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FCA “fails” with transparency proposals

FCA “fails” with transparency proposals

FCA “fails” with transparency proposals Yesterday, the FCA issued a policy statement entitled Increasing transparency and engagement at renewal in general insurance markets – and its publication has been met with raised eyebrows among many within the industry.

The proposals were designed to address concerns about the level of customer engagement and their treatment by firms at the renewal stage – and what the FCA deems a lack of competition. In December last year, the industry body proposed a host of new rules across the personal lines general insurance markets including: disclosing last year’s premium at each renewal; including text to encourage customers to check their cover and shop around for the best deal; and identifying consumers who have renewed with them four consecutive times, and giving these consumers an additional prescribed message encouraging them to shop around.

Following a consultation the FCA has decided to give the green light to these procedures but has made a handful of small changes – including an alteration to the requirement that where a consumer’s circumstances have changed during the course of holding their policy, firms must give an annualised premium reflecting any mid-term adjustments, instead of last year’s premium. Firms are now required to make the necessary changes by April, 2017.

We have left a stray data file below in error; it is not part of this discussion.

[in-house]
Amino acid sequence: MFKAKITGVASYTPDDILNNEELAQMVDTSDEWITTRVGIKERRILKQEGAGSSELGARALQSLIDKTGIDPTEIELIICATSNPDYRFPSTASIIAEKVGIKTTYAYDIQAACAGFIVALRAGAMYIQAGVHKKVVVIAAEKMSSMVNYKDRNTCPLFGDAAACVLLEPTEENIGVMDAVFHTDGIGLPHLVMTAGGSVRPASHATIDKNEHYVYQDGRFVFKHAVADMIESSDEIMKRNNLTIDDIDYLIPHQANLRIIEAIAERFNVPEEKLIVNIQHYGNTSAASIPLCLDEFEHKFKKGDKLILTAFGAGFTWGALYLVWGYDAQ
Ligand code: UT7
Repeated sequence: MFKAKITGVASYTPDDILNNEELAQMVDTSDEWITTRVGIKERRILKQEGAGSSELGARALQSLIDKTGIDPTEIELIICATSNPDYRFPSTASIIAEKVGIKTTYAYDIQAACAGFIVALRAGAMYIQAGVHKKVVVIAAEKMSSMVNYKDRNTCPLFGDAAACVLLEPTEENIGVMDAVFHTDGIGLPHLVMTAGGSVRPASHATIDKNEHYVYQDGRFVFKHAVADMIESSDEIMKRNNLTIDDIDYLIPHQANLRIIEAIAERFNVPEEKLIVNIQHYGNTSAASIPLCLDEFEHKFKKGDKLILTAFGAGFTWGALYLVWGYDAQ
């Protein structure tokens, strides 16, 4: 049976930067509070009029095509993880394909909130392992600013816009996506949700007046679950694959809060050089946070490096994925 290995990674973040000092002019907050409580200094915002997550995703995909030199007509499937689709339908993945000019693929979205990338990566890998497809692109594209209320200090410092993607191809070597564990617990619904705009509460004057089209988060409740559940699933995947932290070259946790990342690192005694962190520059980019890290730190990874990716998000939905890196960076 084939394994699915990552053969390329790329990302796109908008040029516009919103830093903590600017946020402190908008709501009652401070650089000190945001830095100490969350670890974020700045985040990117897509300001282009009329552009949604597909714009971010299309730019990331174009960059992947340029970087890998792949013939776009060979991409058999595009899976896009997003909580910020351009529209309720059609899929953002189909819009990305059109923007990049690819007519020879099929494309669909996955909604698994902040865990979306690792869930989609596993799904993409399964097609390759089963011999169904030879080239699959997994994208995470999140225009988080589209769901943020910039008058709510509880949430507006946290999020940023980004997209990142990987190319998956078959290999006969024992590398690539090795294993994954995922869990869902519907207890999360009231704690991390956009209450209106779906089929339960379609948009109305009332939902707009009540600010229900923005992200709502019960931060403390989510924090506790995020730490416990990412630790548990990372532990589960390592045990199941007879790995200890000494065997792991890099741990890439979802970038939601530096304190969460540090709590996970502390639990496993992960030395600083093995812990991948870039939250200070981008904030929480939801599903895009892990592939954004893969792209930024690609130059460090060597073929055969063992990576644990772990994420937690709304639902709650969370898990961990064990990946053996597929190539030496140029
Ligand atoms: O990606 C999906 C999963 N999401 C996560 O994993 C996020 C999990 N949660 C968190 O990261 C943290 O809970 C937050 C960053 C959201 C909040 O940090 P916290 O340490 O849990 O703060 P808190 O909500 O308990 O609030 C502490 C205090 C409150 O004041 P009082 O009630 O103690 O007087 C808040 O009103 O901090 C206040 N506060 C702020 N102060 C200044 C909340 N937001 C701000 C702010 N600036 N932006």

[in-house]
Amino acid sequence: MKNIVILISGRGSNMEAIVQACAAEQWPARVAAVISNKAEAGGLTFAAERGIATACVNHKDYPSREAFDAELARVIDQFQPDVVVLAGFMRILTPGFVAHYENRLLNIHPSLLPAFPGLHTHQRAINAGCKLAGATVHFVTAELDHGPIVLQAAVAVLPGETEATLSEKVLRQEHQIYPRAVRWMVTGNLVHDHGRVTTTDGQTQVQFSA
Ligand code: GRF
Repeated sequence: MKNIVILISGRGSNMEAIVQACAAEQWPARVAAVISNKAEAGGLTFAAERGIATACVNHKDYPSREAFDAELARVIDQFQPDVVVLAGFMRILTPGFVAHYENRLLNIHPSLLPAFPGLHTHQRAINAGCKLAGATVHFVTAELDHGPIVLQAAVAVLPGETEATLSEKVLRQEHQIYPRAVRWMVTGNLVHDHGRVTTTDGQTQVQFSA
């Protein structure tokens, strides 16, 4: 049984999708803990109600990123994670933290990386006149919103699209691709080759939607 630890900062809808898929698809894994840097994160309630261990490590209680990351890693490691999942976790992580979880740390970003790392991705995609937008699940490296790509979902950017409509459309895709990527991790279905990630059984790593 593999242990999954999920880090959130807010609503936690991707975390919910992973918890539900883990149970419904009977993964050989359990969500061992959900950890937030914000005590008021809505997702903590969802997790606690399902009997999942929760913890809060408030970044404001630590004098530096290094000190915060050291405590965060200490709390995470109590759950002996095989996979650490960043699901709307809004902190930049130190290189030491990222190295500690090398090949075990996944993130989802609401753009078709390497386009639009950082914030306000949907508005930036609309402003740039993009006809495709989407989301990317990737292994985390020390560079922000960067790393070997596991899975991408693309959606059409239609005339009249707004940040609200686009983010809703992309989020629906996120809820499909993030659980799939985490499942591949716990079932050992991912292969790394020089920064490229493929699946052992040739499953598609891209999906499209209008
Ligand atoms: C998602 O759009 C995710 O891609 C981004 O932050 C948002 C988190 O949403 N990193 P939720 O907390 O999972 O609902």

However, while some have welcomed the measures taken, others have voiced their concerns – including comparison website moneysupermarket.com which has a model built around customers shopping around for better deals. Despite this, however, Kevin Pratt, consumer affairs expert at the website, believes the measures have “failed”.

“The FCA said it wanted to increase transparency and engagement but it has failed on one of the industry’s worst practices: auto-renewal,” he said. “Our research shows that consumers are losing out to the tune of £1.3 billion a year because of auto-renewals in motor insurance alone - on average that’s a whopping £113 per annum per consumer. The FCA had a real opportunity to be bold and tackle this issue but its measures fall short and consumers are the ones that are going to lose out.

“The frustrating thing is that the FCA’s measures contain the seeds of success. We support, for example, the need to disclose last year’s premium at renewal as well as the targeting of sticky consumers to encourage them to shop around. But ultimately the measures lack teeth and are a piecemeal approach to solving a problem which needs a much more comprehensive set of measures. Most disappointing of all, some of the most potentially effective are merely non-binding guidance, leaving little hope for meaningful adoption by the industry.”

Not everyone has been so critical of the proposals, however, with James Bridge, ABI assistant director for conduct regulation, believing the steps are positive.

“It is positive news for customers that the FCA has taken on the ABI’s proposal for firms to disclose last year’s insurance premium at renewal,” he said. “Showing this information should help customers better understand what they are being offered and decide whether to shop around or stay with their existing provider.

“Since only a third of insurance policies are bought directly through an insurer, it’s important that the FCA is implementing this across the market to include brokers and intermediaries.”

What do you make of the FCA’s proposals? Do you see them as a positive step in the right direction or a disappointment? Leave a comment below with your thoughts.


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